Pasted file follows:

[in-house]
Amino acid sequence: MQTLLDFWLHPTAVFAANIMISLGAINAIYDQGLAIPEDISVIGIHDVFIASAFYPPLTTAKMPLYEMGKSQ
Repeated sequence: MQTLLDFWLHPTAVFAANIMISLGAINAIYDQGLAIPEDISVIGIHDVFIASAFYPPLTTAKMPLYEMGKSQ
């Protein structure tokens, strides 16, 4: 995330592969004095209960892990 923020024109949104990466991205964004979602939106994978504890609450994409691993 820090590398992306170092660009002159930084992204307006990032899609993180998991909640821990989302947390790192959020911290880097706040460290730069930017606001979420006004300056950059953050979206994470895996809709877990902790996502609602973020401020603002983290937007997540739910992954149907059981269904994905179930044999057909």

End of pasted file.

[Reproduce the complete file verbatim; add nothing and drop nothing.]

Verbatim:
[in-house]
Amino acid sequence: MQTLLDFWLHPTAVFAANIMISLGAINAIYDQGLAIPEDISVIGIHDVFIASAFYPPLTTAKMPLYEMGKSQ
Repeated sequence: MQTLLDFWLHPTAVFAANIMISLGAINAIYDQGLAIPEDISVIGIHDVFIASAFYPPLTTAKMPLYEMGKSQ
């Protein structure tokens, strides 16, 4: 995330592969004095209960892990 923020024109949104990466991205964004979602939106994978504890609450994409691993 820090590398992306170092660009002159930084992204307006990032899609993180998991909640821990989302947390790192959020911290880097706040460290730069930017606001979420006004300056950059953050979206994470895996809709877990902790996502609602973020401020603002983290937007997540739910992954149907059981269904994905179930044999057909």